Despite its impact on their projected profits, Sony has confirmed that the release date of the PS5 is not expected to be affected. In an interview with Bloomberg, Sony’s spokesperson said there won’t be a “notable impact on the launch” of PlayStation 5. The PS5’s release date initially was set to the holiday season of this year. Though, Sony is expecting slashed profits. Compared to its financial forecast back in February, Sony’s profits are likely to be about $370 million lower.
That being said, the coronavirus pandemic will possibly have an effect on the upcoming first-party PS4 games. Sony’s Chinese manufacturing centers were shut down for weeks as the outbreak was being managed. Sony said in a statement, “Although no issues have emerged so far, Sony is carefully monitoring the risk of delays in production schedules for game software titles at both its first-party studios and partner studios, primarily in Europe and the U.S.”
Please take a moment to read this message. pic.twitter.com/0OBBAbzAej
— Capcom UK (@Capcom_UK) March 26, 2020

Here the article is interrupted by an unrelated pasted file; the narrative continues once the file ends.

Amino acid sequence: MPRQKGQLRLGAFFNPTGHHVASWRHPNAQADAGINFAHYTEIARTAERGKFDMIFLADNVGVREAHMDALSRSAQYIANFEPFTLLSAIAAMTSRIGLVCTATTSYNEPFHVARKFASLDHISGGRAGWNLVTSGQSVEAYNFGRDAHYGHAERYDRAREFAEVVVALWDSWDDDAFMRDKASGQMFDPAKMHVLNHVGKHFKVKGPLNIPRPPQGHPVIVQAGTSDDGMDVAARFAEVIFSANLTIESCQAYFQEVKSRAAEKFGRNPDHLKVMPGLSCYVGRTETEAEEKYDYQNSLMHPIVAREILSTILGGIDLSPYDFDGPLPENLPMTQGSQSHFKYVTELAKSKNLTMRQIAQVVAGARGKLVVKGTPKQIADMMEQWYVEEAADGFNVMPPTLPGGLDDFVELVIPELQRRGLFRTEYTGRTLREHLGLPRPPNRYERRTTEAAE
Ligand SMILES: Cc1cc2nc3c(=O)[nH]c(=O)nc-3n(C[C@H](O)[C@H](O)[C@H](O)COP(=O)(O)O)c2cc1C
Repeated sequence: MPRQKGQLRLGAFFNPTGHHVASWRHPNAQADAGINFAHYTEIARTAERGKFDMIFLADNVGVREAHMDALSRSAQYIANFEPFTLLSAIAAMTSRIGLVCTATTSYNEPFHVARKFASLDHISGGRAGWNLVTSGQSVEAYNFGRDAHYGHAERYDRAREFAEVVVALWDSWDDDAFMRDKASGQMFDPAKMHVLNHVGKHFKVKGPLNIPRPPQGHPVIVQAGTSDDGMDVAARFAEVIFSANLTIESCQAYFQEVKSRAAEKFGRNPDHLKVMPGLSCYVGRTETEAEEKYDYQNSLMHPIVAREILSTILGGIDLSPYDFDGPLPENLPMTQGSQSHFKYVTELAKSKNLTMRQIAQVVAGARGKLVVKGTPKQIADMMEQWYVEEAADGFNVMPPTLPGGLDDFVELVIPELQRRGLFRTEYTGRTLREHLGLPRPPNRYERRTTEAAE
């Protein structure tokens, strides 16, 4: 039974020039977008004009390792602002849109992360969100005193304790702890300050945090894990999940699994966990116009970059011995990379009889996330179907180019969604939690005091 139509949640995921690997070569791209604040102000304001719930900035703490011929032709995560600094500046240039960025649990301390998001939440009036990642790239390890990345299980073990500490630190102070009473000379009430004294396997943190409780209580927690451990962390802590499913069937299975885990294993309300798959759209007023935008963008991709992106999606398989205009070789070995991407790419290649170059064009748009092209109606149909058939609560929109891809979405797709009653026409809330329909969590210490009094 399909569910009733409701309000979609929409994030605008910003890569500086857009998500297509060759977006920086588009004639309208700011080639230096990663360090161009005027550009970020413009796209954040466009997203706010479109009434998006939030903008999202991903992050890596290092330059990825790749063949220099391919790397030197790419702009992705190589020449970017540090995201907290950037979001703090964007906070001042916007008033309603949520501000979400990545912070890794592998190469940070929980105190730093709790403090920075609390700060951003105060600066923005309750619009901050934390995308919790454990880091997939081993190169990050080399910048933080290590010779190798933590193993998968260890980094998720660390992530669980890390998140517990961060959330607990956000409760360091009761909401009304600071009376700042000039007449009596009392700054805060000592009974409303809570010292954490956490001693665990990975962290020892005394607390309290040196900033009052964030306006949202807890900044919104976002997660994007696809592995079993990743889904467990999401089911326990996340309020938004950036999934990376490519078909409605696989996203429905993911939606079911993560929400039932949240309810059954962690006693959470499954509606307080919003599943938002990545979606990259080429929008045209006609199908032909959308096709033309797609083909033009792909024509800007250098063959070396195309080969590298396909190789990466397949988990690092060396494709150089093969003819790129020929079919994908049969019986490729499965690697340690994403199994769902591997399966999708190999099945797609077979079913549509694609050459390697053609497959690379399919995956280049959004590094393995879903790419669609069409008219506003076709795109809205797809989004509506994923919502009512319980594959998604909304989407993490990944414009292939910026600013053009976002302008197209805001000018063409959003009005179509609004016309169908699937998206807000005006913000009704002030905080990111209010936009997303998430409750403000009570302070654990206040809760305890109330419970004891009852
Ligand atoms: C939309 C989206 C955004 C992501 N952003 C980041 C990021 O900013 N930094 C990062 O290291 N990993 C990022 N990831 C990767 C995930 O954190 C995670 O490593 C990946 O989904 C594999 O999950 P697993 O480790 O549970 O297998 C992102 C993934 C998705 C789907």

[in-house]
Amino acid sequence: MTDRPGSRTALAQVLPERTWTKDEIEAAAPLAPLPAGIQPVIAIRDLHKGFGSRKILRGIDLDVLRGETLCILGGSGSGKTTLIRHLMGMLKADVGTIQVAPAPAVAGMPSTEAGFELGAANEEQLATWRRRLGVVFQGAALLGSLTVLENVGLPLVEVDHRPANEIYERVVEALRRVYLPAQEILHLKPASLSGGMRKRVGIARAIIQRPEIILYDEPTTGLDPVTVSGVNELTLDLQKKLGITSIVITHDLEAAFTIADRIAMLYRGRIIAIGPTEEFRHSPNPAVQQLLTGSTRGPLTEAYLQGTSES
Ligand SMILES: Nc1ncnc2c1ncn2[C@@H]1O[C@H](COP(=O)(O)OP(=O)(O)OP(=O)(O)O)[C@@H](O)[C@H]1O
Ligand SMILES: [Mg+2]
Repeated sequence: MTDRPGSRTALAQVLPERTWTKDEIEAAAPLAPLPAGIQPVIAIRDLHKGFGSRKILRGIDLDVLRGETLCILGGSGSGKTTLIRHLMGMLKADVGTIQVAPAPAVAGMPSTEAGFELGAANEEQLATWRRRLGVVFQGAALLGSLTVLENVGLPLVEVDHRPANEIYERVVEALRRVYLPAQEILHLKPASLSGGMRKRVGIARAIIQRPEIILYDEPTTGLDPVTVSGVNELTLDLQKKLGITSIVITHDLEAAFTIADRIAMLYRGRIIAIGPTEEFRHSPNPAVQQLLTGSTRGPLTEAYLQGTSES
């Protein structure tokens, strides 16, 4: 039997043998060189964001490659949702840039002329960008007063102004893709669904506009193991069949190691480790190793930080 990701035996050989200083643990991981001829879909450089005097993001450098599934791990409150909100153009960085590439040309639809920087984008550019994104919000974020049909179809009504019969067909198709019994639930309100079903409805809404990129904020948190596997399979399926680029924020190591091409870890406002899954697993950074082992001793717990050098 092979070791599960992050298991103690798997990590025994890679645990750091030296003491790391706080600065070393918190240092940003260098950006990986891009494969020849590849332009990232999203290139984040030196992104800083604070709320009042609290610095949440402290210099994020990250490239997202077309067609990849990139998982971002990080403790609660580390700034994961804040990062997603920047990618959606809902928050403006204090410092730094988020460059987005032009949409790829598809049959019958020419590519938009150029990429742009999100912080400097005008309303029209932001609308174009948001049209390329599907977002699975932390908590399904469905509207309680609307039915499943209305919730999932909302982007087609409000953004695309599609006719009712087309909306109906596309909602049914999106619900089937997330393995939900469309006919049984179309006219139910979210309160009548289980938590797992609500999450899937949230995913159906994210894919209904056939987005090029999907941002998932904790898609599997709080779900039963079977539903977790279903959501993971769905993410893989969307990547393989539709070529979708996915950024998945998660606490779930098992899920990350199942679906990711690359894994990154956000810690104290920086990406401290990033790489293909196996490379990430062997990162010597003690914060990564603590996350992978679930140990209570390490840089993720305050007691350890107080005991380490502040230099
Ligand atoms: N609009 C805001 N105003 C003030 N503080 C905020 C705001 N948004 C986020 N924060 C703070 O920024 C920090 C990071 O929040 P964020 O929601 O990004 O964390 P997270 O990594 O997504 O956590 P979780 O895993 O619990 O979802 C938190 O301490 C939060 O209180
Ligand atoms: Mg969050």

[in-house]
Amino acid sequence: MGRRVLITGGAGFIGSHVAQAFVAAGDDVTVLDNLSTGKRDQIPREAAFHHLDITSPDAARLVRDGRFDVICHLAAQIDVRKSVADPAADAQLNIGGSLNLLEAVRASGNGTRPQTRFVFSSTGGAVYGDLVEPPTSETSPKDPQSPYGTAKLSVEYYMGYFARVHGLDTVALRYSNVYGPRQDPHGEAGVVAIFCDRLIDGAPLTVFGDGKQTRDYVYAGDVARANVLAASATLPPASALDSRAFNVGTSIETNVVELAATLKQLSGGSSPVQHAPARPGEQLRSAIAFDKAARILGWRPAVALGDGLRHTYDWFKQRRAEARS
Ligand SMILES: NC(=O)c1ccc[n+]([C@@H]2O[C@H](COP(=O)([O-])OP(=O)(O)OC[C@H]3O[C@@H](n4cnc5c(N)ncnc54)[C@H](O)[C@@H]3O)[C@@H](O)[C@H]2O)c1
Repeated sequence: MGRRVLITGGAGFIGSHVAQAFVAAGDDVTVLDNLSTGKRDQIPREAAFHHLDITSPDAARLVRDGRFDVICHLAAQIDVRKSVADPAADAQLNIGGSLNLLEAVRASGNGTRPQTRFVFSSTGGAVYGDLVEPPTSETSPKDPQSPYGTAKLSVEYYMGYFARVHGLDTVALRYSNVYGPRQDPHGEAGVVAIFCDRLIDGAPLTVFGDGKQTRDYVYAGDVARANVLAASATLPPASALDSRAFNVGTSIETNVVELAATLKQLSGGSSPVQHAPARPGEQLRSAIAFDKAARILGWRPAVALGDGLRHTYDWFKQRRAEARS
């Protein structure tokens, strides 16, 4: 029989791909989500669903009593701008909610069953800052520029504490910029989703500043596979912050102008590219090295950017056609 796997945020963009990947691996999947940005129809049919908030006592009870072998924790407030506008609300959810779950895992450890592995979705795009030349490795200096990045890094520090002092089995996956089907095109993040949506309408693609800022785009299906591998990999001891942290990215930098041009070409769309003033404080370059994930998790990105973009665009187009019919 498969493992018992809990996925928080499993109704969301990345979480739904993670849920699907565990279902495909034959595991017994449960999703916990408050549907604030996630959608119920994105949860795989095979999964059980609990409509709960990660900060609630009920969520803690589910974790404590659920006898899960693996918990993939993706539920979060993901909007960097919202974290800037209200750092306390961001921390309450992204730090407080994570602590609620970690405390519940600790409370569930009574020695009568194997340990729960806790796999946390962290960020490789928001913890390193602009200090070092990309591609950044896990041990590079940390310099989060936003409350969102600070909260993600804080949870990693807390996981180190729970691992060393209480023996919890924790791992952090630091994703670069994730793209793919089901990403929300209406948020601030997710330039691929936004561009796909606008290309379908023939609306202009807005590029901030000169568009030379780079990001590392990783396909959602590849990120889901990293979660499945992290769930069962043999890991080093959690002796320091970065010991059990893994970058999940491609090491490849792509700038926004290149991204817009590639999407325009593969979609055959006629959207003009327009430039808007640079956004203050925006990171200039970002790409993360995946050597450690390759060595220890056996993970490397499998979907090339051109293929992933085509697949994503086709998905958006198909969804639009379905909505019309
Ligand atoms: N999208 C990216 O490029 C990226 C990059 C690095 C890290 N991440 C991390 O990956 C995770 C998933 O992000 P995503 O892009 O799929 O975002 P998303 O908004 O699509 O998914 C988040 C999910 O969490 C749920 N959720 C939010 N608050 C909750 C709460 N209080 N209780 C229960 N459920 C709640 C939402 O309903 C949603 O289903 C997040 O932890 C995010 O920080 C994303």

Capcom has stated that they have experienced difficulties with the physical copies and collector’s edition of Resident Evil 3 Remake in Europe. Square Enix has also stated that there would likely be a delay for physical copies of Final Fantasy VII Remake specifically in Europe, Australia, and the Americas. In their statement, they say, “The worldwide release of Final Fantasy VII Remake on April 10 will go ahead. However, with the unforeseeable changes in the distribution and retail landscape that varies across countries, it is increasingly likely that some of you will not get hold of your copy of the game on the release date.”
— FINAL FANTASY VII REMAKE (@finalfantasyvii) March 18, 2020
At the time of writing, there is no announced delay for Sony’s upcoming first-party games, The Last of Us 2, releasing in May and Ghost of Tsushima, arriving in June. Digital version’s release date remains unaffected though Playstation Network download speeds have been reduced in the U.S. and Europe to ensure internet reliability.
Sony has also mentioned that during the outbreak, many of the employees in Sony will be working from home and closed some of their offices. In the statement, Sony says, “In accordance with mandates from national and local governments, Sony has closed a portion of its offices, mainly in Europe and the U.S., where employees are now working from home. Additionally, at Sony’s offices in Japan and other areas, employees must work from home, excluding a small number of essential employees.”
There has been no word from Microsoft regarding any delay of Xbox Series X. Though, the competitive edge for Sony during the next-gen console war is dependent on this important launch window.